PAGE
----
Red Hat Software

Submission + - Pls take Killacycle story down (

Wolfgang Gruener writes: Can you guys please take take Killacycle story offline for 20 minutes, so we can prepare our server for the traffic — right now, we can't even touch our server anymore because of the constant, enormous load. Thanks! Wolfgang PS: Thanks for the link!

Submission + - Cheapy 'n Nifty Desktop DR Solution! (

JimmyTheSnakester writes: Paying for a Warm-Site DR Solution for your Users? Lots of Desktops that are going to waste sitting there idle? Then offload them, and go down the linux-boot route! Here's a cool solution to the problems of Warm-Site Disaster Recovery, or even to add to your risk mitigation for compliance. Create your desktops in a VMWare and boot them on any PCs you go out any buy! No worrying about drivers or incompatibilities — it's JeOS in reverse!

Submission + - Is Blocking Ads Wrong?

speaker of the truth writes: Slashdotters will often say that downloading television shows is copyright infringement and morally wrong as it stops the companies from gaining ad revenue. However often slashdotters say that blocking advertisements on websites is a great thing to do. So I'm wondering, once and for all, what do slashdotters think on the issue of avoiding advertisements? Are ad-blockers for websites and fastforwarding television ads morally wrong? If not, what difference is there between doing that and simply downloading a copy of the television show and deleting it after watching it?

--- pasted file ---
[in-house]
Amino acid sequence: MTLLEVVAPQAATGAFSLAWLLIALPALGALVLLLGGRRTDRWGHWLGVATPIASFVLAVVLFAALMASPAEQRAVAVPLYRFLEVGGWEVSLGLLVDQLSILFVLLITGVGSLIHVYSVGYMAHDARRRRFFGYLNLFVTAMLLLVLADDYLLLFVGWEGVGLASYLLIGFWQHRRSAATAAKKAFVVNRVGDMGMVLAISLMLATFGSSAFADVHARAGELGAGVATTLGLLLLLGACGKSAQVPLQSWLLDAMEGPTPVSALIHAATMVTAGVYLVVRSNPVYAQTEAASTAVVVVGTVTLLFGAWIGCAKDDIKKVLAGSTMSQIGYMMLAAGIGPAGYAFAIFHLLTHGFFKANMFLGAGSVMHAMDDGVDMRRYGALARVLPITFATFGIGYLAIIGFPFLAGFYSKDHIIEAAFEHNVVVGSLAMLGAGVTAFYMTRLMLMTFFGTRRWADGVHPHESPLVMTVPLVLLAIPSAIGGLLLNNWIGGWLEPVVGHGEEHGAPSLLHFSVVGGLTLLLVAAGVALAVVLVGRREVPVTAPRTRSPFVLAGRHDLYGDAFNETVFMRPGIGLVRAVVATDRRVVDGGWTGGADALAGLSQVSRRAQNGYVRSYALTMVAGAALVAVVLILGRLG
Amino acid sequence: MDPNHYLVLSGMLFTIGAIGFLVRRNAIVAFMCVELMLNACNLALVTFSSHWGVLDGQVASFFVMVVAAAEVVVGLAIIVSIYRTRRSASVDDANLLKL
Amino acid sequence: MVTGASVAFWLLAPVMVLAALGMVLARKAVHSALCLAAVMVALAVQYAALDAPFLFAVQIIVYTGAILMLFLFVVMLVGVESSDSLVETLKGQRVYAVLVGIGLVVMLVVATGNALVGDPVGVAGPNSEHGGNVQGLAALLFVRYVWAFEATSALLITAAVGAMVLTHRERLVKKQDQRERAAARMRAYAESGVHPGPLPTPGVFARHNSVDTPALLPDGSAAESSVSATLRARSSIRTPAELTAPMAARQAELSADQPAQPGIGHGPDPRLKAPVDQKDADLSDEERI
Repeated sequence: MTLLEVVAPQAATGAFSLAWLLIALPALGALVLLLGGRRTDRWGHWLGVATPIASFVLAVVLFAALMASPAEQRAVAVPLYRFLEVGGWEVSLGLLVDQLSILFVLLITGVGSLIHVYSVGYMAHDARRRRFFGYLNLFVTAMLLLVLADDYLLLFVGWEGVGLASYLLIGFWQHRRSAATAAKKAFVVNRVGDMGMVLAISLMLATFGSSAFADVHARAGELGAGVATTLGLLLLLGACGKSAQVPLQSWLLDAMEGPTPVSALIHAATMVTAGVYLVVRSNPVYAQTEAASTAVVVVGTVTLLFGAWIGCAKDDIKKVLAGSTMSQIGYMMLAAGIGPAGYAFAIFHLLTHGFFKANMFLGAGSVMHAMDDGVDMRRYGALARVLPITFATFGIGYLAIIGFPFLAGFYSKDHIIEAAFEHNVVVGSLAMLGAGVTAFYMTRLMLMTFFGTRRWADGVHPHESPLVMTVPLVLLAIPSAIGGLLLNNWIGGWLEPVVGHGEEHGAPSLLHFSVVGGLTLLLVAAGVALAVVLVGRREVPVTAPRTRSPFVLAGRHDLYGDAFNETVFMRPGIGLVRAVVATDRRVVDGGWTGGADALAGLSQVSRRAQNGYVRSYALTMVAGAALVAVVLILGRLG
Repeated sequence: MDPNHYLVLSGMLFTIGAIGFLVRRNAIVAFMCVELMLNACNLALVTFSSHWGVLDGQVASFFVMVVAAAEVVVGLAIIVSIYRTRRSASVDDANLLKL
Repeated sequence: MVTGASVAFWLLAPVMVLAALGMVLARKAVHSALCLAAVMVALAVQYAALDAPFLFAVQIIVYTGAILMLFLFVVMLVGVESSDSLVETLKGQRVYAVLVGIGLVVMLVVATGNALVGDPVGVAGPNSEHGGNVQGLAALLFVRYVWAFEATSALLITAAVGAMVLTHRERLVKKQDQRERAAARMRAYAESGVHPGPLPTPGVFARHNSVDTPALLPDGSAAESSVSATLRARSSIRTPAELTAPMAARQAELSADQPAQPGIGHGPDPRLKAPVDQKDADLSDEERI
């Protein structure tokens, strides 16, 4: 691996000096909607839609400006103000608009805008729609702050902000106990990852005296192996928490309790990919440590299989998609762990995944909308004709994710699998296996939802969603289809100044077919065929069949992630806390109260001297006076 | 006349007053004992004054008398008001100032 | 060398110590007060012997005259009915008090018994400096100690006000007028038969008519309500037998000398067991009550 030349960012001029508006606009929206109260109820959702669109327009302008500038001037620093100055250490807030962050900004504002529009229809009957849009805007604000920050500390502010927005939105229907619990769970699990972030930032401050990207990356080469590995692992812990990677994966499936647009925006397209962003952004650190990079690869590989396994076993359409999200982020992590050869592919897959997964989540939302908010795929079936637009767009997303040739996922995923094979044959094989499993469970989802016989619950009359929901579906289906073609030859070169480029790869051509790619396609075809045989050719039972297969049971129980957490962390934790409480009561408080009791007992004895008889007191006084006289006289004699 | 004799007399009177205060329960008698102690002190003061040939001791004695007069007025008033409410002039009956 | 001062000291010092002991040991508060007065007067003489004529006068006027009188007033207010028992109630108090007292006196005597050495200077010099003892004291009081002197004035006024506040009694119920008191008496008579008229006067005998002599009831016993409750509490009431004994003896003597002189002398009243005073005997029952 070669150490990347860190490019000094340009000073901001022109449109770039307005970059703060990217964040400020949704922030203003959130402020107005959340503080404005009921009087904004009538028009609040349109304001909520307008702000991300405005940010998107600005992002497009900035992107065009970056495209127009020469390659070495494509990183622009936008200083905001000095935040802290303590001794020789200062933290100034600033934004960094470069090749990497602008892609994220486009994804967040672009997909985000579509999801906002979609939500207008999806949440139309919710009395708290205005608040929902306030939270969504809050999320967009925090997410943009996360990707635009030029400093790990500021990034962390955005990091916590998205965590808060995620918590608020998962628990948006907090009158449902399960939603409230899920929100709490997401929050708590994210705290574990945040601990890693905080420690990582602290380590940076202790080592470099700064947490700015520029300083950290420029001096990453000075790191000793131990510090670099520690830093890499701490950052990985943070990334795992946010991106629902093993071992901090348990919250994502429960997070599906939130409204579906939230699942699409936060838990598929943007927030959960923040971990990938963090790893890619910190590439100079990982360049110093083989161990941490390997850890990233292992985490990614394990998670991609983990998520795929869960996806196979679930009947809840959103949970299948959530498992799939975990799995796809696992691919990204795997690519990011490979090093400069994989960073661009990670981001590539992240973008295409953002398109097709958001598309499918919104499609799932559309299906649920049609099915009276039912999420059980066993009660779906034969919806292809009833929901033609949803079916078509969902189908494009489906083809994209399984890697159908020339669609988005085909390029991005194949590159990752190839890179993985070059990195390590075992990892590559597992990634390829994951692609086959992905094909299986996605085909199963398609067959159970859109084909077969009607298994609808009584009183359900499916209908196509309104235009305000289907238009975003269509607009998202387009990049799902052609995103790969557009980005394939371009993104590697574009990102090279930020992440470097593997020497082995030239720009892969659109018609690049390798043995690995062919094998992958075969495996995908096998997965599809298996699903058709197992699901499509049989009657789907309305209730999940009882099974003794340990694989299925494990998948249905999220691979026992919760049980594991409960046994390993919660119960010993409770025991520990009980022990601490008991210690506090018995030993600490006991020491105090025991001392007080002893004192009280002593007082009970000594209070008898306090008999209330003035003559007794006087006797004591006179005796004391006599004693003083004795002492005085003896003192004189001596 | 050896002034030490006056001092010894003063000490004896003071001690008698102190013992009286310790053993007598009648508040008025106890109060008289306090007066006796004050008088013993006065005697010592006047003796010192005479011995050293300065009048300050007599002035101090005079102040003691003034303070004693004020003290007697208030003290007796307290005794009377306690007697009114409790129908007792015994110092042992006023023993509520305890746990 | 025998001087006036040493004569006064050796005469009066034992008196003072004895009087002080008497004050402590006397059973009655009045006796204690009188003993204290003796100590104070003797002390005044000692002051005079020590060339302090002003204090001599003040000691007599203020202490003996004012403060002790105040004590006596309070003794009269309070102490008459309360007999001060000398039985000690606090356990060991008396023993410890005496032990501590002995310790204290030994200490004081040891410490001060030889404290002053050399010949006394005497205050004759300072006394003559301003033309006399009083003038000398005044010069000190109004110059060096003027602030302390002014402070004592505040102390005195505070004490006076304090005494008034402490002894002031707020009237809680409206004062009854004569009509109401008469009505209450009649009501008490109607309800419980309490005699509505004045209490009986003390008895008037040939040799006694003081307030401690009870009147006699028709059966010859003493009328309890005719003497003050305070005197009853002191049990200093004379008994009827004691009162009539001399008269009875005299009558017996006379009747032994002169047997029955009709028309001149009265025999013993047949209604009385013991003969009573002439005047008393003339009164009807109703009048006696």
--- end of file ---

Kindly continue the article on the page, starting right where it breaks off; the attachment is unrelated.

Submission + - NASA OSS Release: General Mission Analysis Tool (

Steven Hughes writes: "NASA Goddard Space Flight Center is pleased to announce the immediate availability of open source software for space mission analysis and trajectory design. The General Mission Analysis Tool (GMAT) has been under development by NASA, in partnership with Thinking Systems, Inc., for four years, and is an ongoing technology development effort. GMAT is offered free of charge to use, modify, and share as described under the terms of the NASA Open Source Agreement. We are excited that this release is the start of a long term effort to work with the space community to develop and apply space mission design technology. While GMAT has undergone extensive testing and is mature software, we consider the software to be in Beta form. We are in the process of performing significant testing to prepare GMAT for operational use. This is a one time announcement. For further information, please visit the project web site: To receive future announcements, please subscribe to the project mailing list: info"